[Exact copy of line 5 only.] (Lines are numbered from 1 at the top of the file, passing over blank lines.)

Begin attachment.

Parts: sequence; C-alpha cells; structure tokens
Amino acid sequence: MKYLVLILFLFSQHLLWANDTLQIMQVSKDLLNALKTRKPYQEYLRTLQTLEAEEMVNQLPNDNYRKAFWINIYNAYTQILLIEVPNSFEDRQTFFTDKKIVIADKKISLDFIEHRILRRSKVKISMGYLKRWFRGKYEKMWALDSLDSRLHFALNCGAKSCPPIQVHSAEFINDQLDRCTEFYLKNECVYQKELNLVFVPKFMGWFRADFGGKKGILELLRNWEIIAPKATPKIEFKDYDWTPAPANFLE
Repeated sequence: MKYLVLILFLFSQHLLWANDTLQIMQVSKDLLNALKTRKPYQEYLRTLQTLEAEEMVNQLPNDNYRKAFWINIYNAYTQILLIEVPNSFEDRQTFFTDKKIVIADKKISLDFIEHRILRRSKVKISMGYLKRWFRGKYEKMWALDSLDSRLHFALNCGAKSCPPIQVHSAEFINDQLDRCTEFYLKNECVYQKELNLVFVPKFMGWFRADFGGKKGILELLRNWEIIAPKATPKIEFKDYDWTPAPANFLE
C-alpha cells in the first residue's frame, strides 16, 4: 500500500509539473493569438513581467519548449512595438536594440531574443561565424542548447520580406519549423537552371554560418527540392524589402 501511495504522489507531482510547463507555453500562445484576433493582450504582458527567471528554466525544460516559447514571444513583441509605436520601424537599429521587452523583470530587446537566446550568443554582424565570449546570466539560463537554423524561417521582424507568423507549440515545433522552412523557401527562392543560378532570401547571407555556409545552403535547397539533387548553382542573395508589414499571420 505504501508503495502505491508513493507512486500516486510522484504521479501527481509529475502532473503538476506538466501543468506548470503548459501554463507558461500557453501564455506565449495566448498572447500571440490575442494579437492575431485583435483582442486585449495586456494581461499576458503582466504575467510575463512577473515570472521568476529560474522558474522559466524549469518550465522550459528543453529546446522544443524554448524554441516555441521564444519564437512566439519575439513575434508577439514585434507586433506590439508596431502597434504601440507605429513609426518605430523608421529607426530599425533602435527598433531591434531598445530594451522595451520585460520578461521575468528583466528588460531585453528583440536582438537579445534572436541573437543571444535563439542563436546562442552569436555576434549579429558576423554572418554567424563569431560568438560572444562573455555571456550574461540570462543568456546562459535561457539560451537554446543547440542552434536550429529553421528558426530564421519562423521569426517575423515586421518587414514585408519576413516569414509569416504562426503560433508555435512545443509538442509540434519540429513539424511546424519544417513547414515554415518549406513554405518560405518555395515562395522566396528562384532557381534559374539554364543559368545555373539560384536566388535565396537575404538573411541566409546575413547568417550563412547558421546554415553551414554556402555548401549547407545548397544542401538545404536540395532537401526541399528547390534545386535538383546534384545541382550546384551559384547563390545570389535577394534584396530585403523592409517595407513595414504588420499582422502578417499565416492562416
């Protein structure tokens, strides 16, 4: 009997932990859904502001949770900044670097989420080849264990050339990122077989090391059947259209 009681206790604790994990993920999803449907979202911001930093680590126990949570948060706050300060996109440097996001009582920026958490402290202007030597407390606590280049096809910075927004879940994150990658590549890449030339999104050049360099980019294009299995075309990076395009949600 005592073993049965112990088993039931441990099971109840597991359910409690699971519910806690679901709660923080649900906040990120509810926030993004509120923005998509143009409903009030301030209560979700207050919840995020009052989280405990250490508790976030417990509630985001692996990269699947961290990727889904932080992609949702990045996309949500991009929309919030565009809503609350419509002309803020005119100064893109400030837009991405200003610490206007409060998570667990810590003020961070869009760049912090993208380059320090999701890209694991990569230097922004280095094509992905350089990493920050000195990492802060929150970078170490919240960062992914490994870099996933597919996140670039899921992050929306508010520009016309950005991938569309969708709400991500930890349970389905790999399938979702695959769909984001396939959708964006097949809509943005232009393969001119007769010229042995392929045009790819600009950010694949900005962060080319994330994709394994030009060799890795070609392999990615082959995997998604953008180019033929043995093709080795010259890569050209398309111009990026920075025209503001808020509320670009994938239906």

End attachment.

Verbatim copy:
């Protein structure tokens, strides 16, 4: 009997932990859904502001949770900044670097989420080849264990050339990122077989090391059947259209 009681206790604790994990993920999803449907979202911001930093680590126990949570948060706050300060996109440097996001009582920026958490402290202007030597407390606590280049096809910075927004879940994150990658590549890449030339999104050049360099980019294009299995075309990076395009949600 005592073993049965112990088993039931441990099971109840597991359910409690699971519910806690679901709660923080649900906040990120509810926030993004509120923005998509143009409903009030301030209560979700207050919840995020009052989280405990250490508790976030417990509630985001692996990269699947961290990727889904932080992609949702990045996309949500991009929309919030565009809503609350419509002309803020005119100064893109400030837009991405200003610490206007409060998570667990810590003020961070869009760049912090993208380059320090999701890209694991990569230097922004280095094509992905350089990493920050000195990492802060929150970078170490919240960062992914490994870099996933597919996140670039899921992050929306508010520009016309950005991938569309969708709400991500930890349970389905790999399938979702695959769909984001396939959708964006097949809509943005232009393969001119007769010229042995392929045009790819600009950010694949900005962060080319994330994709394994030009060799890795070609392999990615082959995997998604953008180019033929043995093709080795010259890569050209398309111009990026920075025209503001808020509320670009994938239906």